Anthony James "Tony" Morabito (January 12, 1910 – October 27, 1957) was the founder of the San Francisco 49ers.
Following his graduation from the University of Santa Clara he had a moderately successful lumber hauling business in San Francisco, California during the late 1930s and early 1940s. He realized, however, that air travel would make coast-to-coast NFL rivalries feasible.In 1944, after several years of rejection of expansion applications by the NFL, Morabito led a visit to the NFL in Chicago. During that meeting Elmer Layden, the league commissioner and one of the legendary Four Horsemen of Notre Dame, who was presiding was dismissive of Morabito's requests.
Following that meeting, Morabito and his partners walked across the street to see Arch Ward, the sports editor of the Chicago Tribune who was trying to organize a rival league, the All-America Football Conference (AAFC). On June 6, 1944, the first meeting of the AAFC was held in St. Louis.Morabito agreed to form a franchise in San Francisco, with the AAFC set to start play after the end of the war.
Tony, his brother Victor P. Morabito, and his partners in the Lumber Terminals of San Francisco, Allen E. Sorrell and Ernest J. Turre became the founding owners of the soon to be San Francisco 49ers. Al Ruffo did the legal work while serving as the assistant coach to Lawrence T. "Buck" Shaw's. Santa Clara's famous "Silver Fox", Shaw was paid the then fabulous sum of $25,000.
The team eventually played their first game in San Francisco's Balboa Park on August 24, 1946. The AAFC folded at the end of the 1949 season and three of its teams joined the NFL for the 1950 seasonMorabito was seen as controversial by some, but throughout his tenure, the players supported him.
On October 27, 1957, Tony Morabito died of a heart attack while watching the 49ers play the Chicago Bears at Kezar Stadium. Having suffered a coronary occlusion in 1952 Tony had been living on "borrowed time". Doctors citing the dangerous, high emotional factors of football urged him to get out of football.The 49ers were losing 17-7 when a note "Tony's gone" was passed to the coach. They stormed back for a 21-17 upset victory.
After Tony died, majority control of the club passed on to his widow Josephine, and to his brother Victor after most of the remaining partners from the lumber business sold their interest after the 1946 season. Following Victor's death in 1964, Victor and Tony’s widows, Jane and Josephine, retained control of the 49ers until 1977, when a new team owner, Edward J. DeBartolo, Jr. of Youngstown, Ohio took over.Josephine Morabito-Fox was one of the first women ever to hold a majority ownership in a professional sports team.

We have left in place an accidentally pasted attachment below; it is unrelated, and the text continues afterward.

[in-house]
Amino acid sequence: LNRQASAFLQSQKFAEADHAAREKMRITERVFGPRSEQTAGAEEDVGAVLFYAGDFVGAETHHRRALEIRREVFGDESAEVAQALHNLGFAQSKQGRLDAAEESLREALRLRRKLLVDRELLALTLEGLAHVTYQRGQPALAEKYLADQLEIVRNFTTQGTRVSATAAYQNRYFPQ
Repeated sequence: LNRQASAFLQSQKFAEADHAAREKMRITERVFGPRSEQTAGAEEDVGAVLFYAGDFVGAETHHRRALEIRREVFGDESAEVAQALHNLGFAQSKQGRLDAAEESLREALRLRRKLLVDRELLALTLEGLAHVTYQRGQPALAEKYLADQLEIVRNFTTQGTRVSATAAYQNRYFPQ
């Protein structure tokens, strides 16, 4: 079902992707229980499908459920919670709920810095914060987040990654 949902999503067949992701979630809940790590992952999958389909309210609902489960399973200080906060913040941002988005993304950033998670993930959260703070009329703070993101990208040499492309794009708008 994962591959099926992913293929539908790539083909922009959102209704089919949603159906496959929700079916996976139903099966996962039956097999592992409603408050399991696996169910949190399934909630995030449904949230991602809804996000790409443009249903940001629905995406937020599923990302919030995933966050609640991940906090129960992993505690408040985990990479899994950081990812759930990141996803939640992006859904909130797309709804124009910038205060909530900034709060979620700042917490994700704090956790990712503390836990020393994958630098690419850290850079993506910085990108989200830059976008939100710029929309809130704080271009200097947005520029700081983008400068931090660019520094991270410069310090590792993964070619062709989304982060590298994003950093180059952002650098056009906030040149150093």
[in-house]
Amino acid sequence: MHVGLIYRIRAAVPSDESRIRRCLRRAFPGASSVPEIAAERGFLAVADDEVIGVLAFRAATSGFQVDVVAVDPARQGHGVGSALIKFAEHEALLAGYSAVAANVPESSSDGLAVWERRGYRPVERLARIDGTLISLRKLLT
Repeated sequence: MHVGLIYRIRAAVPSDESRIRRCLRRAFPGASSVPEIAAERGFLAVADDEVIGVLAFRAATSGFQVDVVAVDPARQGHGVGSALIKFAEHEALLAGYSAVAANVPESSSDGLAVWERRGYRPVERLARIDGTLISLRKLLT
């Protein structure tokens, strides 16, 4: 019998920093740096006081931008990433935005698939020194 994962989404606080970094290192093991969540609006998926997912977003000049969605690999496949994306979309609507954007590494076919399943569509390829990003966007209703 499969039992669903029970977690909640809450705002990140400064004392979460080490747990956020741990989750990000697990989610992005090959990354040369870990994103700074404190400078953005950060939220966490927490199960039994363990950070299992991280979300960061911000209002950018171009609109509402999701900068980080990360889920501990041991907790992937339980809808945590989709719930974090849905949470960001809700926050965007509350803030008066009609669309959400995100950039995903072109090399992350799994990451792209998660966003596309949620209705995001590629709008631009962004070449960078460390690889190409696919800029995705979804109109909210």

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The All-America Football Conference (AAFC) was a professional American football league that challenged the established National Football League (NFL) from 1946 to 1949. One of the NFL's most formidable challengers, the AAFC attracted many of the nation's best players, and introduced many lasting innovations to the game. However, the AAFC was ultimately unable to sustain itself in competition with the NFL. After its folding, three of its teams were admitted to the NFL: the San Francisco 49ers, the Cleveland Browns and the original Baltimore Colts.
Albert J. Ruffo was an American politician, philanthropist, educator, lawyer, and football coach.
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The Los Angeles Dons were an American football team in the newly formed football league the All-America Football Conference (AAFC) from 1946 to 1949, and played their home games in the Los Angeles Memorial Coliseum. The Dons were the first professional football team to play a regular season game in Los Angeles, California, two weeks before the first game of the rival Los Angeles Rams of the National Football League, who had moved from Cleveland.
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Lawrence Timothy "Buck" Shaw was an American football player and coach He was the head coach for Santa Clara University, the University of California, Berkeley, the San Francisco 49ers, the United States Air Force Academy and the Philadelphia Eagles. He attended the University of Notre Dame, where he became a star player on Knute Rockne's first unbeaten team. He started his coaching career with one year as head coach at North Carolina State and four years as a line coach at Nevada in Reno.
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The 1950 San Francisco 49ers season was the franchise's 1st season in the National Football League and their 5th overall. After playing the previous four years in the All-America Football Conference, which folded after the 1949 season, the 49ers, Baltimore Colts, and Cleveland Browns all joined the NFL from the AAFC.
Guadalupe Joseph Arenas, also known as "Lupe Joe" Arenas and "Little Joe" Arenas, was an American football player. He was a halfback and defensive back for the San Francisco 49ers from 1951 to 1957. He was best known as a kickoff and punt returner. His 4,572 career kick and punt return yards was the best in NFL history at the time of his retirement, and his career average of 27.3 yards per kick return remains ninth best in NFL history. Arenas was, along with Tom Fears and Eddie Saenz, among the first Mexican-American players to achieve significant success in the sport of American football.
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On December 9, 1949, the National Football League absorbed three teams from the All-America Football Conference.
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